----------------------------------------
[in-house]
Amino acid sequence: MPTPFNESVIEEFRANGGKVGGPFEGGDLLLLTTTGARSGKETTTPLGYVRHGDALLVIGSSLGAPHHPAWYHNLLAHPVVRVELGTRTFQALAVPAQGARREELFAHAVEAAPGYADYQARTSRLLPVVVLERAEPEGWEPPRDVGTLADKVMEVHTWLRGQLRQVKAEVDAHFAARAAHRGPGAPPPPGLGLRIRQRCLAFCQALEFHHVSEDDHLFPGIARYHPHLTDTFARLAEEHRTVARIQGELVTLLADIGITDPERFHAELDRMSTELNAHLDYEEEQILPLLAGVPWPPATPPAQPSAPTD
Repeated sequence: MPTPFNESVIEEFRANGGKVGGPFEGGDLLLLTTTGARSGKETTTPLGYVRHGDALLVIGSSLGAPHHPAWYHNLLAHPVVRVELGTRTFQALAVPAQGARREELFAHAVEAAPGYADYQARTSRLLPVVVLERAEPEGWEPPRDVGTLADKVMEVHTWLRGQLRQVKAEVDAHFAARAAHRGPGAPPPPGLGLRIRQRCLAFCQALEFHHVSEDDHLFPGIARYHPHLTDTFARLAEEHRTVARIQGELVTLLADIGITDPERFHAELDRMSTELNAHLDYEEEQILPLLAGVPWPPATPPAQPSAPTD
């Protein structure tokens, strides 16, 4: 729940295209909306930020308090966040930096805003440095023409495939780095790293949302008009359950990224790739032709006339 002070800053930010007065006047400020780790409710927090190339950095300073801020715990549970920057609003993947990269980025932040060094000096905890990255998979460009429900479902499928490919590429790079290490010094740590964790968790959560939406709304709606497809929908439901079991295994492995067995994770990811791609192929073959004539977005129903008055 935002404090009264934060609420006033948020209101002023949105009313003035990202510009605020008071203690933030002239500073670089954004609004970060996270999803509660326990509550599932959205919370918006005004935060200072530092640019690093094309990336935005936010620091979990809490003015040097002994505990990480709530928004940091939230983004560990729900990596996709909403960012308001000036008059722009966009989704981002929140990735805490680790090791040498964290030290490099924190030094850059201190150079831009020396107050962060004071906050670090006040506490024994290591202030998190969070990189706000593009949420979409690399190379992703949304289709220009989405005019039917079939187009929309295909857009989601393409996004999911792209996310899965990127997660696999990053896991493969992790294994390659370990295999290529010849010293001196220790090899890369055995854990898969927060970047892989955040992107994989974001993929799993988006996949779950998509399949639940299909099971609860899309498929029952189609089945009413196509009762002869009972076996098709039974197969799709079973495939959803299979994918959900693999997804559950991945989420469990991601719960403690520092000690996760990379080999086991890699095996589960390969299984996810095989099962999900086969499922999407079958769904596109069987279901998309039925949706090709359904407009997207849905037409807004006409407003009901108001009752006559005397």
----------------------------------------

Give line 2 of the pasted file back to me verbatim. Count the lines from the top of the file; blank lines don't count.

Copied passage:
Amino acid sequence: MPTPFNESVIEEFRANGGKVGGPFEGGDLLLLTTTGARSGKETTTPLGYVRHGDALLVIGSSLGAPHHPAWYHNLLAHPVVRVELGTRTFQALAVPAQGARREELFAHAVEAAPGYADYQARTSRLLPVVVLERAEPEGWEPPRDVGTLADKVMEVHTWLRGQLRQVKAEVDAHFAARAAHRGPGAPPPPGLGLRIRQRCLAFCQALEFHHVSEDDHLFPGIARYHPHLTDTFARLAEEHRTVARIQGELVTLLADIGITDPERFHAELDRMSTELNAHLDYEEEQILPLLAGVPWPPATPPAQPSAPTD